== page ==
Scottish First Minister Nicola Sturgeon outlined her plans in the Scottish Parliament on Tuesday (September 6), which include intentions to introduce a Wild Animals in Circuses Bill.
The new Scottish Bill follows a public consultation two years ago, in which 98% of the Scottish public overwhelmingly backed a ban.
Also in 2014, it was revealed that five large cats — three tigers and two lions — were being kept in tiny cages on a farm in the far northeastern corner of Scotland, even during the Scottish winter. Photos showing the large animals repetitively pacing in their small cages caused uproar, highlighting the failure of any part of the UK to pass legislation banning the use of wild animals for public display attractions.
Now, Scotland has taken the lead, in a move that has been welcomed by animal welfare charities.
"By their very nature, traveling circuses cannot provide animals with the exercise or facilities they need. Animals in circuses are severely restricted in every aspect of their lives — small spaces, barren environments; their life is one of boredom and frustration, often punctuated by abuse. They spend almost their entire lives on the road, moving from one makeshift encampment to another," Devon Prosser from Animal Defenders International told Sputnik.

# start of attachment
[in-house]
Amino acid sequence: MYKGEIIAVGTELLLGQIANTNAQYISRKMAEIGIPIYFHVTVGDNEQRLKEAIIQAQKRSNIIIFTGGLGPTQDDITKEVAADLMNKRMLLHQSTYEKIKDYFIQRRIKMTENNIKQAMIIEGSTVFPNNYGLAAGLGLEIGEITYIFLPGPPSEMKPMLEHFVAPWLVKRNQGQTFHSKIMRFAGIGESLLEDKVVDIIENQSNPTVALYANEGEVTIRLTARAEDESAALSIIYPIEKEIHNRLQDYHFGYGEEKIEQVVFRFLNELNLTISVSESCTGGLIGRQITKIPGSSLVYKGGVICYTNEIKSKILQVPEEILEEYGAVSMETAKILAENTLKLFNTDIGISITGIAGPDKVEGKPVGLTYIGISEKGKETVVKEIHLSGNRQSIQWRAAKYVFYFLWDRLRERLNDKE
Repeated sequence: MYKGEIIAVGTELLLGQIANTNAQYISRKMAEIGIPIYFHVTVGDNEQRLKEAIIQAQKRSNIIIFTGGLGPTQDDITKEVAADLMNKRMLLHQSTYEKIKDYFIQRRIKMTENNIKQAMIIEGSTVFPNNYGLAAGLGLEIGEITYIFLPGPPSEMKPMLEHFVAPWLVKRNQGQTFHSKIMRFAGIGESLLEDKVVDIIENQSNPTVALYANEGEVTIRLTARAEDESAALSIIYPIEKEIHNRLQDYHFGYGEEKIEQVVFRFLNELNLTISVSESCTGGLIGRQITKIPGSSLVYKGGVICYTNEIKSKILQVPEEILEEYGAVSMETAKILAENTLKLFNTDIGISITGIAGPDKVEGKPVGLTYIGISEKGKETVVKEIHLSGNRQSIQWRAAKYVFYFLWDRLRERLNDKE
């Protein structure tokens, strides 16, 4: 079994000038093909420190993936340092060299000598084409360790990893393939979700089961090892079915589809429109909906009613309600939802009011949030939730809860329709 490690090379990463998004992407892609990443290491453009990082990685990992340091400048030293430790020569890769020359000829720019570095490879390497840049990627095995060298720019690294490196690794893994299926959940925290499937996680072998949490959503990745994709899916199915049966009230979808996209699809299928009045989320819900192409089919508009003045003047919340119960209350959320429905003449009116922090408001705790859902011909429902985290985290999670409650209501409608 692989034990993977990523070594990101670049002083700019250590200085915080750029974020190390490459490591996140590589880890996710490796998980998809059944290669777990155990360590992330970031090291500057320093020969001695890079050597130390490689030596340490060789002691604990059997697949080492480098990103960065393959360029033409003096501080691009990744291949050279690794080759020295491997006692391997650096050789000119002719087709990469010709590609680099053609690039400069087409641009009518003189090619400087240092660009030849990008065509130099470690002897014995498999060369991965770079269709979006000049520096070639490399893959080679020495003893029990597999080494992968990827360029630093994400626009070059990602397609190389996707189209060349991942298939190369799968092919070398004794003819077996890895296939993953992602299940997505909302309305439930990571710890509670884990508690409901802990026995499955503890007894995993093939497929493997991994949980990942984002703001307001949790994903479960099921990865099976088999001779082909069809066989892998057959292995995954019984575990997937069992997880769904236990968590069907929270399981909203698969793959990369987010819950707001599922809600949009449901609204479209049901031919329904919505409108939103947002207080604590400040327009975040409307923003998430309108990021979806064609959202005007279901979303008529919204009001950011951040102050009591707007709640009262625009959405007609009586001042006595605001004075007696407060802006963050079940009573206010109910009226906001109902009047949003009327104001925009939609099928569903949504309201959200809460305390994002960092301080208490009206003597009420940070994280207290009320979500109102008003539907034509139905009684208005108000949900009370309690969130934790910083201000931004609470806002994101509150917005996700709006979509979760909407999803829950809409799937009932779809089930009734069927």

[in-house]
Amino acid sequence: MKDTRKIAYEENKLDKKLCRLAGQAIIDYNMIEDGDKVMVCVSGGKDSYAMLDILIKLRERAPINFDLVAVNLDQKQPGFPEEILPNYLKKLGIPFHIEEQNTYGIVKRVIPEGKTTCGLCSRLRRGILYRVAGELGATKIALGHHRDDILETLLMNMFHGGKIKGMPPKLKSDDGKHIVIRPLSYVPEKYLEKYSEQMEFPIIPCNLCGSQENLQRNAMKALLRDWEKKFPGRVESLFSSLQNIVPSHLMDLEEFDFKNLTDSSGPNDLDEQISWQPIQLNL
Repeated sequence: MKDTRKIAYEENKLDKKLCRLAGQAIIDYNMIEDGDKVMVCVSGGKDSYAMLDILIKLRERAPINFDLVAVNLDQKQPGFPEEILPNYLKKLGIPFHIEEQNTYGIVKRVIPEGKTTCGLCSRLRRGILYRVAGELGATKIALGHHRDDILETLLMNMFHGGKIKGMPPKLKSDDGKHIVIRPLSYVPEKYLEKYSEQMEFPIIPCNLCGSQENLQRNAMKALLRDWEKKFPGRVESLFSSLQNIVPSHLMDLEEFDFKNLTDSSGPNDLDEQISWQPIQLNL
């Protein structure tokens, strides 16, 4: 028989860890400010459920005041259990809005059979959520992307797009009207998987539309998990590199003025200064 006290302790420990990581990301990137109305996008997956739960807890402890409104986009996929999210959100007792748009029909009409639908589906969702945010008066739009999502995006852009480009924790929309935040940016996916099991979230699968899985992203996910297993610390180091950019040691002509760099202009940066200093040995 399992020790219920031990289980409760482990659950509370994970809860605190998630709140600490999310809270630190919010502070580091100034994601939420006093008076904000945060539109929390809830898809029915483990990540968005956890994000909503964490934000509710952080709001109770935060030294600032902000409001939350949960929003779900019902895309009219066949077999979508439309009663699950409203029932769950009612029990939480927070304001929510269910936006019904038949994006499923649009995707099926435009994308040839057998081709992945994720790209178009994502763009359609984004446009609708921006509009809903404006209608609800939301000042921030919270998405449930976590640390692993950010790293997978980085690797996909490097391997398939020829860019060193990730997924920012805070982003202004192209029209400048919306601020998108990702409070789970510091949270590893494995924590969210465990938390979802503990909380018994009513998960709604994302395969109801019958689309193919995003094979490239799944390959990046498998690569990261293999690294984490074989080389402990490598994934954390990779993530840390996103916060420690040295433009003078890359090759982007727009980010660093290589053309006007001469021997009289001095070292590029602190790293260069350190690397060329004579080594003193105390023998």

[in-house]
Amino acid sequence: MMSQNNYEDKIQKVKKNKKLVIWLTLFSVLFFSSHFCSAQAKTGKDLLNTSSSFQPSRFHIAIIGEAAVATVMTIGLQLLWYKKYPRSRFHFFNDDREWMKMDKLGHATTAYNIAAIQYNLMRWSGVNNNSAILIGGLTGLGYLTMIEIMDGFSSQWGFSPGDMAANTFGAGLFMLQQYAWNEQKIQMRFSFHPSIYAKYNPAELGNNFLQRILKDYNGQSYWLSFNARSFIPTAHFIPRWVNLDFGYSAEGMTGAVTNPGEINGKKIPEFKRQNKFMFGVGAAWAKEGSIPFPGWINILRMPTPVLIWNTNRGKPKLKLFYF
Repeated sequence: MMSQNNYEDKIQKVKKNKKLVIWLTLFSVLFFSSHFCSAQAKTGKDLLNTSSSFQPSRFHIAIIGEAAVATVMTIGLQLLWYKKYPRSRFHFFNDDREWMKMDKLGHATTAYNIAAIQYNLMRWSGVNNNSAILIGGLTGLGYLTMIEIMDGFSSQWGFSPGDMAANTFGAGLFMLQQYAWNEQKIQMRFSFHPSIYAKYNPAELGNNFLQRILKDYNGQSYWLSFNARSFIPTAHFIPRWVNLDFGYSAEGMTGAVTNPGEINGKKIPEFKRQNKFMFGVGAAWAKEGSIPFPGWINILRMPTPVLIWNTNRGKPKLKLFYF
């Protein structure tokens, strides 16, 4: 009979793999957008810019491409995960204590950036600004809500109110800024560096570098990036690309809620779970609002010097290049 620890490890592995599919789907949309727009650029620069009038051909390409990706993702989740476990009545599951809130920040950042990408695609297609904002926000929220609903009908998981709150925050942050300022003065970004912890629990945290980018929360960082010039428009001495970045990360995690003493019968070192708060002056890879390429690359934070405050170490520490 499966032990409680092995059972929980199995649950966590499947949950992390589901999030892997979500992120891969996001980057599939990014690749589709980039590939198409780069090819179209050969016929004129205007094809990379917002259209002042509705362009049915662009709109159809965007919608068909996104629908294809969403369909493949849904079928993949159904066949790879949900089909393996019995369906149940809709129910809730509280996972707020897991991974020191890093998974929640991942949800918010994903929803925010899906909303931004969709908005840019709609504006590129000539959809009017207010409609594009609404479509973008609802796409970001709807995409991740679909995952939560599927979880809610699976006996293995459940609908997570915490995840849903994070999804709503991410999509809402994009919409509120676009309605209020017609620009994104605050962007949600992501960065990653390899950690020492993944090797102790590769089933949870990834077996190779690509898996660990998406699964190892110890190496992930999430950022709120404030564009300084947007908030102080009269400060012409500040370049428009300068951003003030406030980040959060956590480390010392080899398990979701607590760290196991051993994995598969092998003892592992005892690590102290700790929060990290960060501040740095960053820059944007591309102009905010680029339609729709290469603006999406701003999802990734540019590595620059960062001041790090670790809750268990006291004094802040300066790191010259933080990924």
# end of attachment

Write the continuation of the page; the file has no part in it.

"Once a circus animal is broken, it'll probably spend the rest of its life performing more or less the same routine. The public don't get to see the animals in training, but only in rehearsal when they are performing the same tricks they may have done for five, ten or more years."
Calling the practice of wild animals being forced to perform for the public, "a Victorian anachronism," Mr. Prosser called for the rest of the UK to follow Scotland's example.
"We hope that England and Wales will follow suit with Scotland. The government announced in 2012 its intent to ban the use of wild animals in circuses in England, with legislation drafted the following year and manifesto commitment made last year.
"Although a timetable for bringing in the new law has yet to be announced the government has repeatedly reiterated its commitment to legislate. Wales has also stated its intention to take action on the issue but again no timetable has yet been announced for legislation to be passed."
Wild animals that are currently licensed for use in England include: camels, foxes, macaws, raccoons, reindeer, and zebra.
Worldwide, there are currently 30 countries which have some sort of ban on the practice.
Mr. Prosser said that animal rights activists see more countries following suit, thanks to the success of non-wild animal circus entertainment.
"In 2006, 20 circuses toured with around 100 wild animals including 19 elephants and 38 lions & tigers. Today there are only two circuses with 17 wild animals.
"The sharp decline in animal circuses has been matched by an increase in animal-free circuses. As shown by their huge popularity, shows like Cirque du Soleil are far more entertaining than animals performing pointless tricks."
A wild animal ban is also supported by the Federation of Veterinarians of Europe who have urged nations to:
"Prohibit the use of wild mammals in travelling circuses across Europe since there is by no means the possibility that their physiological, mental and social requirements can adequately be met."